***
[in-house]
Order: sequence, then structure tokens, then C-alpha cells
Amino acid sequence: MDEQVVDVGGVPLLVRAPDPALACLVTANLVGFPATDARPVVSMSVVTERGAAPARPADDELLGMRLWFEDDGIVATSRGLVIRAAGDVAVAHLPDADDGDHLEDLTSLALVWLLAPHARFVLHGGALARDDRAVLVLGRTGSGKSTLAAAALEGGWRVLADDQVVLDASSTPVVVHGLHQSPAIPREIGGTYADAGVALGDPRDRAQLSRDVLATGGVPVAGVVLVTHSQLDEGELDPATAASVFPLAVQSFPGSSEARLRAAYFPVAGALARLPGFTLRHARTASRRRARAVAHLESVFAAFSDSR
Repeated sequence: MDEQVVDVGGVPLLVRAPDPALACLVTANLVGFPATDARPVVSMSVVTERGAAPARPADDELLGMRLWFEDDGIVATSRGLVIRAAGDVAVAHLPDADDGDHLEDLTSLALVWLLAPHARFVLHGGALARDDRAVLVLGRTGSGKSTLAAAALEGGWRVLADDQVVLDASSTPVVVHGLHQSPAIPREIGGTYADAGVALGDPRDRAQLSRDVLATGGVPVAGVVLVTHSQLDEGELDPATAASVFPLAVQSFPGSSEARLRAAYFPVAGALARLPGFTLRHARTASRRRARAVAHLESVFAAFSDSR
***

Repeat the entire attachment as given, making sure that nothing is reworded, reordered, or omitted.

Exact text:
[in-house]
Order: sequence, then structure tokens, then C-alpha cells
Amino acid sequence: MDEQVVDVGGVPLLVRAPDPALACLVTANLVGFPATDARPVVSMSVVTERGAAPARPADDELLGMRLWFEDDGIVATSRGLVIRAAGDVAVAHLPDADDGDHLEDLTSLALVWLLAPHARFVLHGGALARDDRAVLVLGRTGSGKSTLAAAALEGGWRVLADDQVVLDASSTPVVVHGLHQSPAIPREIGGTYADAGVALGDPRDRAQLSRDVLATGGVPVAGVVLVTHSQLDEGELDPATAASVFPLAVQSFPGSSEARLRAAYFPVAGALARLPGFTLRHARTASRRRARAVAHLESVFAAFSDSR
Repeated sequence: MDEQVVDVGGVPLLVRAPDPALACLVTANLVGFPATDARPVVSMSVVTERGAAPARPADDELLGMRLWFEDDGIVATSRGLVIRAAGDVAVAHLPDADDGDHLEDLTSLALVWLLAPHARFVLHGGALARDDRAVLVLGRTGSGKSTLAAAALEGGWRVLADDQVVLDASSTPVVVHGLHQSPAIPREIGGTYADAGVALGDPRDRAQLSRDVLATGGVPVAGVVLVTHSQLDEGELDPATAASVFPLAVQSFPGSSEARLRAAYFPVAGALARLPGFTLRHARTASRRRARAVAHLESVFAAFSDSR